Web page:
115

Using the Nordic Geodetic Observing System for land uplift studies  

NASA Astrophysics Data System (ADS)

Geodetic observing systems have been planned and developed during the last decade. An ideal observing system consists of a network of geodetic observing stations with several techniques at the same site, publicly accessible databases, and as a product delivers data time series, combination of techniques or some other results obtained from the data sets. Globally, there is the International Association of Geodesy (IAG) Global Geodetic Observing System (GGOS), and there are ongoing attempts to create also regional observing systems. In this paper we introduce one regional system, the Nordic Geodetic Observing System (NGOS) hosted by the Nordic Geodetic Commission (NKG). Data availability and accessibility are one of the major issues today. We discuss in general data-related topics, and introduce a pilot database project of NGOS. As a demonstration of the use of such a database, we apply it for postglacial rebound studies in the Fennoscandian area. We compare land uplift values from three techniques, GNSS, tide gauges and absolute gravity, with the Nordic Geodetic Commission NKG2005LU land uplift model for Fennoscandia. The purpose is to evaluate the data obtained from different techniques and different sources and get the most reliable values for the uplift using publicly available data. The primary aim of observing systems will be to produce data and other products needed by multidisciplinary projects, such as Upper Mantle Dynamics and Quaternary Climate in Cratonic Areas (DynaQlim) or the European Plate Observing System (EPOS), but their needs may currently exceed the scope of an existing observing system. We discuss what requirements the projects pose to observing systems and their development. To make comparisons between different studies possible and reliable, the researcher should document what they have in detail, either in appendixes, supplementary material or some other available format.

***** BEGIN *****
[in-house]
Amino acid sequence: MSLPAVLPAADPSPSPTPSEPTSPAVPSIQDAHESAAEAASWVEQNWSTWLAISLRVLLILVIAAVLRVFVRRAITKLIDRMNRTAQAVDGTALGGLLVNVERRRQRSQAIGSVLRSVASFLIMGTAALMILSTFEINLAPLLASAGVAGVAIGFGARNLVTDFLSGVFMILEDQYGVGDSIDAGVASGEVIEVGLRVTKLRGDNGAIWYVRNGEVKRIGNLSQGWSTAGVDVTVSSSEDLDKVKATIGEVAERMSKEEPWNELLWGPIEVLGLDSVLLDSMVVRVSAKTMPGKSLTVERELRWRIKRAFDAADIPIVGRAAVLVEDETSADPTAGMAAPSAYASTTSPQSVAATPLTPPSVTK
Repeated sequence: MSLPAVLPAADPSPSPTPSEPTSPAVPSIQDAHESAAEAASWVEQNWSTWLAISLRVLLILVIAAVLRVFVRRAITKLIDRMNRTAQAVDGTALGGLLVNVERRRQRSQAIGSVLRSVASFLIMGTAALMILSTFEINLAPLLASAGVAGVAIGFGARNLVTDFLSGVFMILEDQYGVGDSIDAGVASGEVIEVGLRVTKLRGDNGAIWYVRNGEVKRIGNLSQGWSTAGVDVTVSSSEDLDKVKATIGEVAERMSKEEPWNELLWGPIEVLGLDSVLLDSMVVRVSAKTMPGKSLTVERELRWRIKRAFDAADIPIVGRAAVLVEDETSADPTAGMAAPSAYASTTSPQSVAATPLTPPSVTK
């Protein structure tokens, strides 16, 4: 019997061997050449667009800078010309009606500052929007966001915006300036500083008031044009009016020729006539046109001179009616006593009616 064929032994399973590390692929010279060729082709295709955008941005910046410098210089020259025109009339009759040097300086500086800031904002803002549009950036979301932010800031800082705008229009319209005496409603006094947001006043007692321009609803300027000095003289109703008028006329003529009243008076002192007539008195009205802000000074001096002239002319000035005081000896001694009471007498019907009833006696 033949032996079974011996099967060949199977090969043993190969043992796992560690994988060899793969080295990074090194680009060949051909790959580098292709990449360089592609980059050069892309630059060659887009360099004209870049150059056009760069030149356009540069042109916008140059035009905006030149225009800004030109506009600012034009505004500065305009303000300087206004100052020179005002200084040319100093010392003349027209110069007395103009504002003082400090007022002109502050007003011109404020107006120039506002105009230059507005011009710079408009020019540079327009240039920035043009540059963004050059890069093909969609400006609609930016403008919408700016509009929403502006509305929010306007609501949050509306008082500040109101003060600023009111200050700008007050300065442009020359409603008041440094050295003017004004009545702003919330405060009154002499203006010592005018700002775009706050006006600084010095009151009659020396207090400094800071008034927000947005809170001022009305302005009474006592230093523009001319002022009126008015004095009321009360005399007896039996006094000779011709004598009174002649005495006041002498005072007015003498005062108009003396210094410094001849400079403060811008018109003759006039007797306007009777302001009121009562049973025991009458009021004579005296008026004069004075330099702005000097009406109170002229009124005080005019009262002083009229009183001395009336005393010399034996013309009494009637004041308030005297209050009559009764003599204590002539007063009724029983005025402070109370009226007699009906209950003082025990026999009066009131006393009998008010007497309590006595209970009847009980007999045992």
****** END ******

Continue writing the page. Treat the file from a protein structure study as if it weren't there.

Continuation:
Nordman, M.; Poutanen, M.; Kairus, A.; Virtanen, J.

2014-07-01

116

Radiation energy budget studies using collocated AVHRR and ERBE observations  

NASA Technical Reports Server (NTRS)

Changes in the energy balance at the top of the atmosphere are specified as a function of atmospheric and surface properties using observations from the Advanced Very High Resolution Radiometer (AVHRR) and the Earth Radiation Budget Experiment (ERBE) scanner. By collocating the observations from the two instruments, flown on NOAA-9, the authors take advantage of the remote-sensing capabilities of each instrument. The AVHRR spectral channels were selected based on regions that are strongly transparent to clear sky conditions and are therefore useful for characterizing both surface and cloud-top conditions. The ERBE instruments make broadband observations that are important for climate studies. The approach of collocating these observations in time and space is used to study the radiative energy budget of three geographic regions: oceanic, savanna, and desert.

Ackerman, Steven A.; Inoue, Toshiro

1994-01-01

117

Home Videophones Improve Direct Observation in Tuberculosis Treatment: A Mixed Methods Evaluation  

PubMed Central